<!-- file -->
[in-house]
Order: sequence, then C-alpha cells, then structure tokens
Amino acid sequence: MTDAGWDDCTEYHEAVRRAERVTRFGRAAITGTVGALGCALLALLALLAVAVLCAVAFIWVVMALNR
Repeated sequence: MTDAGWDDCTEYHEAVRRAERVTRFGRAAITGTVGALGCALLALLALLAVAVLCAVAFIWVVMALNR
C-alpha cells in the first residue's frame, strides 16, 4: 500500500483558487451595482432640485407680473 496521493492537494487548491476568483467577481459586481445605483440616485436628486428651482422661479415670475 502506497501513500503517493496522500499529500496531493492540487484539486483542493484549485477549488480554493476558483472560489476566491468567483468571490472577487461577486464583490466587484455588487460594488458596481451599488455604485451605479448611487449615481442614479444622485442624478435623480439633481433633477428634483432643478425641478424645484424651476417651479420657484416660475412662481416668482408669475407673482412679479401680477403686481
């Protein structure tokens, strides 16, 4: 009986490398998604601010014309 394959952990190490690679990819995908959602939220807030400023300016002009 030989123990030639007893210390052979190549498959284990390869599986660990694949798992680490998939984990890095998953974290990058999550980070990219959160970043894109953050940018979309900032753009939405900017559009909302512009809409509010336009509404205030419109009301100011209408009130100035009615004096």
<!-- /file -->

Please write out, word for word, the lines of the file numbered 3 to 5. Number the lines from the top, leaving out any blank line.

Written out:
Amino acid sequence: MTDAGWDDCTEYHEAVRRAERVTRFGRAAITGTVGALGCALLALLALLAVAVLCAVAFIWVVMALNR
Repeated sequence: MTDAGWDDCTEYHEAVRRAERVTRFGRAAITGTVGALGCALLALLALLAVAVLCAVAFIWVVMALNR
C-alpha cells in the first residue's frame, strides 16, 4: 500500500483558487451595482432640485407680473 496521493492537494487548491476568483467577481459586481445605483440616485436628486428651482422661479415670475 502506497501513500503517493496522500499529500496531493492540487484539486483542493484549485477549488480554493476558483472560489476566491468567483468571490472577487461577486464583490466587484455588487460594488458596481451599488455604485451605479448611487449615481442614479444622485442624478435623480439633481433633477428634483432643478425641478424645484424651476417651479420657484416660475412662481416668482408669475407673482412679479401680477403686481